Based on what I have heard and observed so far, full accessibility and broad diversity will be clearly reflected priorities in any organization adopted and any leadership designated. By their nature, access and diversity will always need tending, but right now we need to address organization and designate leaders.

This summer, the smaller group will be reaching out to disability and museum sources/experts to join a steering committee to oversee promotion and realization of legislation that would authorize the commission to advise on a museum on disability history and culture. The commission option appears to be the first step on the path to create any national museum for any population.

I will be writing more about the efforts of both the small group and large group as the year progresses. I hope you too will decide to help by tracking what develops and alerting your contacts. A national museum on disability is a big deal and long overdue. Disability intersects with each and every category of human beings. We need to identify, collect, and organize the disability experience, the good, the bad, and ugly, and preserve it so today’s and future generations can learn from it.

Here the larger group’s communications link: 

The smaller group does not yet have a public link. I will keep you apprised of its actions through my blog.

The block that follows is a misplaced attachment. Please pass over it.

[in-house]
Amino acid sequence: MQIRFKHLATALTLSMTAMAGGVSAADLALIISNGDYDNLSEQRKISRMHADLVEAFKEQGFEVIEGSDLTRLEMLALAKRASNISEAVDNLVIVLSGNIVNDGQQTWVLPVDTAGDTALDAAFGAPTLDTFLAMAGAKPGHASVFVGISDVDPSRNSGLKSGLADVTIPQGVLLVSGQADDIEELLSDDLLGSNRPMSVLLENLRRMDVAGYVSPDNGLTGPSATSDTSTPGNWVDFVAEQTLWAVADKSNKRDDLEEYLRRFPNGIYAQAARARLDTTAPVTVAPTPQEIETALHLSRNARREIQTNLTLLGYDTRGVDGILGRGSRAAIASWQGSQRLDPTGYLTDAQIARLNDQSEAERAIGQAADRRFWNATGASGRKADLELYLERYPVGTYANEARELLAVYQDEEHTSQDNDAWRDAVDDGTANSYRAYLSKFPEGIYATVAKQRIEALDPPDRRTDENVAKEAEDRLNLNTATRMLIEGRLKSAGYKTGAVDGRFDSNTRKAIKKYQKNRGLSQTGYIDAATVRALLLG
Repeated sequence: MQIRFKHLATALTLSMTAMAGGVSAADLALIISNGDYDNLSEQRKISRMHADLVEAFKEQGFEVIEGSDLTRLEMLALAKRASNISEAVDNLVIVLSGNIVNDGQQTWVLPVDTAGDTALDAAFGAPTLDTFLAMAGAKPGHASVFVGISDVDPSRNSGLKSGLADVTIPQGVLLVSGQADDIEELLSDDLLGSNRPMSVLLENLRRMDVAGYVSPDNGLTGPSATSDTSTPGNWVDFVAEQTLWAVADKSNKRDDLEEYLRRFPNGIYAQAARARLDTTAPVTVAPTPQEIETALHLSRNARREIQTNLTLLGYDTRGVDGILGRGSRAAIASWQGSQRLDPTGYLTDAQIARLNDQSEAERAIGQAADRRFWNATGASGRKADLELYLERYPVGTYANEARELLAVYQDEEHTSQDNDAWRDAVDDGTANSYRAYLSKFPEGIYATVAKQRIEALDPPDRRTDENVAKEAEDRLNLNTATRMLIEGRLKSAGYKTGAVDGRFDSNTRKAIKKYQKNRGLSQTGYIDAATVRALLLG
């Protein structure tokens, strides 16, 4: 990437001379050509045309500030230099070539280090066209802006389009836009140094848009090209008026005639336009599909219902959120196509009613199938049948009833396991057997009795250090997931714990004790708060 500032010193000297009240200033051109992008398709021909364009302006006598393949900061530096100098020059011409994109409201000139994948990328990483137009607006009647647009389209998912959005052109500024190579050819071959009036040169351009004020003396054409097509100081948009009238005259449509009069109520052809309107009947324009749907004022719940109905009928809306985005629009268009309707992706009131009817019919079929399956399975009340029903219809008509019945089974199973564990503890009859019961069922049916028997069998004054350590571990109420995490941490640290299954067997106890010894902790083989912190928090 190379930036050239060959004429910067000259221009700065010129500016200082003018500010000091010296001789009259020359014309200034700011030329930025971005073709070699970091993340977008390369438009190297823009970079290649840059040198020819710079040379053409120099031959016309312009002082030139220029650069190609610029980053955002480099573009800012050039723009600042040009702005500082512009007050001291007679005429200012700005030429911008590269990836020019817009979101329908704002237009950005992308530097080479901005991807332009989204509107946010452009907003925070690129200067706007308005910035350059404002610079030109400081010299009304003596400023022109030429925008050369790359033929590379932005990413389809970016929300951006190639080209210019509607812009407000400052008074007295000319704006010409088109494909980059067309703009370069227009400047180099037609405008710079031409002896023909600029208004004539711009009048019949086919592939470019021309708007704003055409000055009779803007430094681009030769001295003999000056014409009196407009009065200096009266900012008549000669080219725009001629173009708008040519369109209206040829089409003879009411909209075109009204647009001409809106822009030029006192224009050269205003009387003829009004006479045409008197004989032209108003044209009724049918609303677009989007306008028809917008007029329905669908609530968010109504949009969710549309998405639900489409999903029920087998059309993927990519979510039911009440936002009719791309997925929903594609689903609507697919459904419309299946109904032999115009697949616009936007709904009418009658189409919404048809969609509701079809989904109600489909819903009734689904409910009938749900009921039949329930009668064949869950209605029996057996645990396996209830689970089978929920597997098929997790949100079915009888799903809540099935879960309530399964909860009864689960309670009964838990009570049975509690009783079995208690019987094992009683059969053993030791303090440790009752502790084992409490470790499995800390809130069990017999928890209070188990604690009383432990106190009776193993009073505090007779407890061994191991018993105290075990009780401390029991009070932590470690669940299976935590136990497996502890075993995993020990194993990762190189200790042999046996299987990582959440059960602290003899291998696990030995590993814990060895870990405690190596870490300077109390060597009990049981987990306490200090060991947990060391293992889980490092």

Thank you.

Pat Morrissey (aka: Common Grounder)

Sunday, March 5, 2023

Judy Heumann, 1947-2023

 Yesterday Judy Heumann officially acquired angel status.

Judy always knew what the right thing was to do. But she also knew, it would take more than one person to make something right to happen. She was a human Rolodex, the best connector of others, and the best button pusher to make right things come about.

She was super human. I’m not sure that she ever slept. She would call people at all times of the day and at night. Sometimes just to see how they were feeling, but often also to motivate them. 

Her geo-political reach was unmatched in the disability rights arena. She had genuine relationships with disability advocates across the globe. They knew when Judy called, texted, or sent an email it was for a good reason and they were committed to action. 

She had the best intuitive sense of why certain people needed to get to know each other. Perhaps for personal growth, but more likely to combine forces to bring about needed change. 

She knew that for disability rights to be understood and to flourish younger generations needed to be nurtured and included. So many young people saw Judy as a mentor and friend. 

She had vast audiences and platforms. She recognized educating others about disability rights was an incremental process. She realized words alone were not enough, books alone were not enough. She saw the timely value in public speaking, social media, blogs, documentaries, and film. 

She wanted legislation to create a permanent disability advisor in the State Department, with staff, money, and clout to become law, but it did not.